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23 Nov 2009
EveryChild is delighted that on Friday 20th November the Third Committee of the UN General Assembly welcomed by consensus the Guidelines on the Alternative Care of Children, exactly 20 years on from the adoption of the UN Convention on the Rights of the Child (UNCRC). The Guidelines provide urgently needed guidance on how governments can develop family based alternatives to institutional care and provide services to help keep vulnerable families together.
Anna Feuchtwang, Chief Executive of EveryChild said: ‘EveryChild welcomes the agreement of the UN guidelines, something that NGOs, many governments and child rights campaigners have worked tirelessly towards over the past five years. The guidelines are an essential enhancement to the implementation of the Convention on the Rights of the Child, particularly in light of the findings of a new report by EveryChild, that reveals there are at least 24 million children in the world who are growing up without parental care and due to the global recession their number is rising rapidly.’
‘We now call on all governments, including the UK’s, to develop an action plan for the full implementation of the UN guidelines. It is time to recognise the right of every child to grow up in a loving family environment and to mainstream child protection issues and children left without parental care in interventions on global poverty reduction and in responses to environmental degradation, conflict and natural disasters.’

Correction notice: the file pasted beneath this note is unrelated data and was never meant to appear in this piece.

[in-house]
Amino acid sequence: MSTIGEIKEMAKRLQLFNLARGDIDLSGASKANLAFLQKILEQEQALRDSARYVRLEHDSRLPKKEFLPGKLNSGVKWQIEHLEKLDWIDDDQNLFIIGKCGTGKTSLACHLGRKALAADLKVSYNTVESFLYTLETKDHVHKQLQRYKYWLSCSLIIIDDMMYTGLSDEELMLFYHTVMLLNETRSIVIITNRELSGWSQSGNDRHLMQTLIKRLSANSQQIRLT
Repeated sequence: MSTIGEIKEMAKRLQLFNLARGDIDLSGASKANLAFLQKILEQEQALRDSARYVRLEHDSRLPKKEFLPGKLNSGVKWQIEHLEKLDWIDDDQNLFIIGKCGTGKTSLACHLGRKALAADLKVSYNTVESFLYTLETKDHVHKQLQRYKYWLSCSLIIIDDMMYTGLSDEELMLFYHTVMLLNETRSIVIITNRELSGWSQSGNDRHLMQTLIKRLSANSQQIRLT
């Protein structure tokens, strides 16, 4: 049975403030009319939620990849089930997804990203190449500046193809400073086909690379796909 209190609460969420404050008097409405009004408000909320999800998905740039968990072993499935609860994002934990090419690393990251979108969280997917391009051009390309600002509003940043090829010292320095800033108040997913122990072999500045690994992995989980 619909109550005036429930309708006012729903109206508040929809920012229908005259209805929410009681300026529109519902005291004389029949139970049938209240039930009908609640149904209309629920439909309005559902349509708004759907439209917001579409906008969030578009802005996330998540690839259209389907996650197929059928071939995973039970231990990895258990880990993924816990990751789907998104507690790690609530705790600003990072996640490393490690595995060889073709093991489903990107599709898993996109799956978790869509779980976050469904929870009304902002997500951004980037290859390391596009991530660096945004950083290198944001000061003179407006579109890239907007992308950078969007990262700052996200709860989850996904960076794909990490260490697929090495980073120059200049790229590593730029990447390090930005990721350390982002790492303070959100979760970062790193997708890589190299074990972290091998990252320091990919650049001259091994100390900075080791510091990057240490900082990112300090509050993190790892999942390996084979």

In its report, Missing: Children without parental care in international development policy , launched the same day that the UN guidelines were agreed in the UN GA, EveryChild makes the following recommendations:
1. All governments who have ratified the UNCRC must develop an action plan for the full implementation of the UN guidelines which involves the participation of children, families and communities. Such action plans should not narrowly focus on child care reform, but extend to ensuring that children without parental care are considered in social protection programmes, and the delivery of basic services.
2. International donors must provide proper investment in programmes to disseminate and implement the guidelines.
3. Civil society organisations (CSOs) should support the development of national plans of action, including promoting child and community participation. CSOs should also commit to promoting the guidelines in their own interventions, particularly through reversing the current support offered to residential rather than family based care by many CSOs.